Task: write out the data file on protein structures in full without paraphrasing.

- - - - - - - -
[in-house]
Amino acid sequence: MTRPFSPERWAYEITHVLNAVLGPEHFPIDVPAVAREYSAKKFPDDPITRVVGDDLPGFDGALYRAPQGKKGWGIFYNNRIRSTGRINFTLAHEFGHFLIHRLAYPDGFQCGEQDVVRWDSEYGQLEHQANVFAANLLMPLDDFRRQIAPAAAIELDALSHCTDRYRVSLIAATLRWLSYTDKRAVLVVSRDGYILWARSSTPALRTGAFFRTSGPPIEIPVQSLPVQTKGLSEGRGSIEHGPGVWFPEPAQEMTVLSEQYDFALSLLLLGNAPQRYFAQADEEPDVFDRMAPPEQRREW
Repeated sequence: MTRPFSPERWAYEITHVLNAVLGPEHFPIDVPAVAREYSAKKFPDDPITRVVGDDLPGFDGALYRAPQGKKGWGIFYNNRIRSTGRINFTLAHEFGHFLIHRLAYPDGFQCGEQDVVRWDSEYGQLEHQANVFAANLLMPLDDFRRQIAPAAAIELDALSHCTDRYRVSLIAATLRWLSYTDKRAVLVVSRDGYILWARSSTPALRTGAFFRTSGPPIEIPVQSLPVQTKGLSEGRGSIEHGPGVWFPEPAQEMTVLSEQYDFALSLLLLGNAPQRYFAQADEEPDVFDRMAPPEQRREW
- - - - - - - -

[in-house]
Amino acid sequence: MTRPFSPERWAYEITHVLNAVLGPEHFPIDVPAVAREYSAKKFPDDPITRVVGDDLPGFDGALYRAPQGKKGWGIFYNNRIRSTGRINFTLAHEFGHFLIHRLAYPDGFQCGEQDVVRWDSEYGQLEHQANVFAANLLMPLDDFRRQIAPAAAIELDALSHCTDRYRVSLIAATLRWLSYTDKRAVLVVSRDGYILWARSSTPALRTGAFFRTSGPPIEIPVQSLPVQTKGLSEGRGSIEHGPGVWFPEPAQEMTVLSEQYDFALSLLLLGNAPQRYFAQADEEPDVFDRMAPPEQRREW
Repeated sequence: MTRPFSPERWAYEITHVLNAVLGPEHFPIDVPAVAREYSAKKFPDDPITRVVGDDLPGFDGALYRAPQGKKGWGIFYNNRIRSTGRINFTLAHEFGHFLIHRLAYPDGFQCGEQDVVRWDSEYGQLEHQANVFAANLLMPLDDFRRQIAPAAAIELDALSHCTDRYRVSLIAATLRWLSYTDKRAVLVVSRDGYILWARSSTPALRTGAFFRTSGPPIEIPVQSLPVQTKGLSEGRGSIEHGPGVWFPEPAQEMTVLSEQYDFALSLLLLGNAPQRYFAQADEEPDVFDRMAPPEQRREW